MS: The audience went bananas. They were standing, clapping, waving hankies. And Mr. Lawrence Welk stood there and beamed and beamed and said, Aren't-a those-a girls-a something-a?

SS: And we could see the Lennon Sisters standing in the wings, just glaring at us —daggers in their eyes—

MS: They were peeved, that's for sure.

ER: Who are the Lennon Sisters?

MS: They were a very famous singing group.

ER: Oh. Like the Indigo Girls?

MS: Who?

SS: Anyway. We went back to the hotel, we were full of hope.

ER: So what happened when the show went on the air?

MS: What happened? We weren't in it.

SS: They cut us out.

ER: But why?

SS: Envy. Pure envy. Certain powerful people could not bear the thought of four little girls from Oshkosh, Wisconsin, showing them up so we got dumped—

MS: Well, it was a good experience — we learned a lot.....

SS: The Lennon Sisters were well-known Communists out to sell this country to the Reds. A man from the FBI told me—

MS: Ohhh— who told you?

SS: I can't reveal his name.

MS: They were not Communists.

SS: Didn't you see how they all dressed the same?

MS: So what?

SS: In red. Communism. Anyway—

MS: They sang some stupid song about "I want to be your honeybee....

SS: .....and fly around your honey tree.....

MS: And buzz buzz buzz.

(GONG) (MS AND SS REACT)

GK: Sorry. Ladies, you came to audition for the amateur show, right— I wonder if we could just get to it—

MS: Well, I wouldn't call us amateurs, we've been earning a living doing this for years—

SS: Playing county fairs, supermarket openings, some weddings — not as many of those as we used to —

MS: Used to have more church jobs too until Wanda got arrested.

ER: Aunt Wanda?

MS: I told you about that.

ER: You never did—

MS: Of course I did.

SS: Yeah, that was one tragedy we didn't need. After getting shnookered out of the Welk show—

MS: She was sitting in a café and she ordered a glazed doughnut and started eating it.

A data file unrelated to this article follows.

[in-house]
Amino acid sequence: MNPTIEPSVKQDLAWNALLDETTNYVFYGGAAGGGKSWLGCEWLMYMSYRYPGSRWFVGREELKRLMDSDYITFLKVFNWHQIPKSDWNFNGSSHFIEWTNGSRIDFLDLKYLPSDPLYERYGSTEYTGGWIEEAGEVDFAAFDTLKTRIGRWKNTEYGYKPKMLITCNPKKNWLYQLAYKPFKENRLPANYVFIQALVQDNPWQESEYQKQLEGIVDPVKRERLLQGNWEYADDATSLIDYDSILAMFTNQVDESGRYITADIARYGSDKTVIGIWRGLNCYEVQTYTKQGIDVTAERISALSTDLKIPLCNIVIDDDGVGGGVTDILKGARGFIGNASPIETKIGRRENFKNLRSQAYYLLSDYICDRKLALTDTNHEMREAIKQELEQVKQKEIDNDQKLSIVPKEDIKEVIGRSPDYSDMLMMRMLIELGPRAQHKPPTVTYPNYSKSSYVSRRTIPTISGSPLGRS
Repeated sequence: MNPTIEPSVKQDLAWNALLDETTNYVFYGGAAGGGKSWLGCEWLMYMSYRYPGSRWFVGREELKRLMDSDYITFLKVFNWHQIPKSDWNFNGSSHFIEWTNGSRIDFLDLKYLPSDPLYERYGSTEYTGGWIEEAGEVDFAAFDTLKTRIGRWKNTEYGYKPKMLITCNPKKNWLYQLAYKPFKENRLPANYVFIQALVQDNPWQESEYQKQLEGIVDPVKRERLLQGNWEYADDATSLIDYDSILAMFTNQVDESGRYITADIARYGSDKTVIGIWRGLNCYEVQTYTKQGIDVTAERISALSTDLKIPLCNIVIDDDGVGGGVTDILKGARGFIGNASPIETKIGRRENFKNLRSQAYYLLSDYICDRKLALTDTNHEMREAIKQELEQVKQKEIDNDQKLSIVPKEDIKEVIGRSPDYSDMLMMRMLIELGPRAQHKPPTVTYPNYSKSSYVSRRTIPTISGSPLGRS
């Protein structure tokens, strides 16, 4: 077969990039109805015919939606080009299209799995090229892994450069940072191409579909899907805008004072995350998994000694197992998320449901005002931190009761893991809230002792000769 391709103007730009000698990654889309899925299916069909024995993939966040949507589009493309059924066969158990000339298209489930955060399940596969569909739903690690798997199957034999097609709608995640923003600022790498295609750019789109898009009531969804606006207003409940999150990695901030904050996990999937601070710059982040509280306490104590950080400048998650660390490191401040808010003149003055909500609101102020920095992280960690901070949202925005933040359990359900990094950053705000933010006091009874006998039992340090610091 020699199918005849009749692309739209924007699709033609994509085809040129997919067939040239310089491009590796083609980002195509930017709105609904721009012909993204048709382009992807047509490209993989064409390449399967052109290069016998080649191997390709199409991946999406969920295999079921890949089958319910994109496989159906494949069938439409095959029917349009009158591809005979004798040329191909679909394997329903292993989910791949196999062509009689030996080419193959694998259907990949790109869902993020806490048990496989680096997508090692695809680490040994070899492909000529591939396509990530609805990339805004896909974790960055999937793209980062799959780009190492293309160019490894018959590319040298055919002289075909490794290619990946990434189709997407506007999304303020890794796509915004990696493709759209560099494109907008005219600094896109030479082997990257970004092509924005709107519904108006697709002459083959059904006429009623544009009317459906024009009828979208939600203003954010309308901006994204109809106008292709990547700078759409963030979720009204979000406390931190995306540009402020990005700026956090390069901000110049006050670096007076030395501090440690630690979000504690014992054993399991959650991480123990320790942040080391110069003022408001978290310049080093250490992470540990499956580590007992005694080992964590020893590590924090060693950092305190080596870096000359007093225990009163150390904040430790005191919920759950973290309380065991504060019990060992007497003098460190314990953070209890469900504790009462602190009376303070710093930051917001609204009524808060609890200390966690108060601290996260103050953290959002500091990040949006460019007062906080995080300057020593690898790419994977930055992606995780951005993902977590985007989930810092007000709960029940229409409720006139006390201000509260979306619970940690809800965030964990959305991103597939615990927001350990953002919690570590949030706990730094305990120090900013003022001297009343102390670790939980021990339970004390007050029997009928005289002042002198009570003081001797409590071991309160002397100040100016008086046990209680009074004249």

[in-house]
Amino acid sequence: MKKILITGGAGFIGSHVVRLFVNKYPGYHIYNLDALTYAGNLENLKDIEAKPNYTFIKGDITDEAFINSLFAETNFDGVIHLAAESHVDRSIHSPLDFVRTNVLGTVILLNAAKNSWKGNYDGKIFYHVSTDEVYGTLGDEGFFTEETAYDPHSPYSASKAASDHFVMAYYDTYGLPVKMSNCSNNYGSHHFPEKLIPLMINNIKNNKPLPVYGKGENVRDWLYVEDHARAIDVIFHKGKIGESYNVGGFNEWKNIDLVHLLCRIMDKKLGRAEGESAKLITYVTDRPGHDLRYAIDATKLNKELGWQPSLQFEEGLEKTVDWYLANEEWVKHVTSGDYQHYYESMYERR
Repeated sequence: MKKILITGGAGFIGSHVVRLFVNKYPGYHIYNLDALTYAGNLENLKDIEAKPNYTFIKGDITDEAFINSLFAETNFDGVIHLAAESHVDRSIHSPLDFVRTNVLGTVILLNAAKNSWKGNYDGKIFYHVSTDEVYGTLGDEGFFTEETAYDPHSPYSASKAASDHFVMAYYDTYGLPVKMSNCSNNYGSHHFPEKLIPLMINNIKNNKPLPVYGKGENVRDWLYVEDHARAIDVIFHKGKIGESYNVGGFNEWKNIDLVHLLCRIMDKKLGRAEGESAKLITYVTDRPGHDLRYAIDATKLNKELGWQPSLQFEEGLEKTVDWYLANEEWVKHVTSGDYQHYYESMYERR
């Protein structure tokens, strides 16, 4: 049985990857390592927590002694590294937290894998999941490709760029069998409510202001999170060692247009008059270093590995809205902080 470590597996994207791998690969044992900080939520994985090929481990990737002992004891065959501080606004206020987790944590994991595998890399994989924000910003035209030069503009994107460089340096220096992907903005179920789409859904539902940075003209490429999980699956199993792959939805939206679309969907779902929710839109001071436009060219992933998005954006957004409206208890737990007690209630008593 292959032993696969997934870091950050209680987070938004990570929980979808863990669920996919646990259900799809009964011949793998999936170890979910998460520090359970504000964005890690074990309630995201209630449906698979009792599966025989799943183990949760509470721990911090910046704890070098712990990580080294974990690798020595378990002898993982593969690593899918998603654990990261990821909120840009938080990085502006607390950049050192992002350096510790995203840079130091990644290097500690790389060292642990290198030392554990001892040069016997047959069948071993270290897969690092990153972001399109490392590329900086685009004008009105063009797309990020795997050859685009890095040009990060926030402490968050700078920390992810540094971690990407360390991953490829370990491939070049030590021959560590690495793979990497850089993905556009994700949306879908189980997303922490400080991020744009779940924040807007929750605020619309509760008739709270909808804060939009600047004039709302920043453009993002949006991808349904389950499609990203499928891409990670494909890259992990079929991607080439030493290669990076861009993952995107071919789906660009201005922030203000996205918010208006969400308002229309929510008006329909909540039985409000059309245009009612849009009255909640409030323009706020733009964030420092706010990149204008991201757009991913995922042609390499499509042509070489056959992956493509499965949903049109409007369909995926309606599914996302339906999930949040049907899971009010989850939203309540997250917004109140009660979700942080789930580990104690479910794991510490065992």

SS: Sugar always affected Wanda oddly. Remember the time she climbed the tree?

MS: She was in the café, she got up, dazed from eating sugar—

SS: She got a sugar rush—

MS: She forgot she hadn't paid, and she walked out the door and two minutes later there were red lights flashing and she was in handcuffs. A photographer got a picture of her bawling, her hair a mess, and they put it on the front page of the paper, Oshkosh Woman Nabbed In Café. One glazed doughnut. A fifty-nine cent doughnut.

SS: That was what killed Daddy.

MS: Well—

SS: It killed him. His little girl in the pokey. Behind bars.

ER: Mom—

MS: What?

ER: This may be a good time to tell you something I've been meaning to tell you—

MS: Oh honey—

ER: Remember that Halloween party I went to—

MS: Halloween!!!! Honey, it's July. You— What happened?

GK: If I could interrupt for one minute—

MS: What happened?

GK: Ladies—

MS: Don't you lady me, I am talking to my daughter. Do you understand?

GK: Yes, ma'am—

MS: You just sit there and shut up until I tell you to talk —What happened on Halloween? I want to hear it.

ER: I went to this party and they were serving what I thought was lemonade.

MS: Oh God.

ER: It was vodka.

MS: Oh Mona—

ER: I had a few glasses and the next thing I knew, I was being thrown up in the air on a blanket by these fraternity guys—

MS: God help us—

ER: I still had my underwear on.

MS: Oh Lord— (FOOTSTEPS APPROACH)

TR: Excuse me, you Guy Noir— I came to try out for the show—

GK: I'm not in charge here, this woman is.

TR: Ma'am?

MS: What sort of thing do you do? And what's the dog for?

TR: He sings "La Bamba"—

SS: The Chihuahua?

TR: His name is Pepe. (DOG)

GK: Go ahead. Let's see it—

TR: Okay. Come on, Pepe. Easy. (DOG BARKS) He gets nervous sometimes, I have to give him a treat to settle him down. (DOG GULPS) Okay, Pepe. La Bamba. (DOG BARKS "GUANTANAMERA")

GK: That's not "La Bamba" — that's "Guantanamera" —

TR: So what's the difference to you?

GK: Get the dog out of here.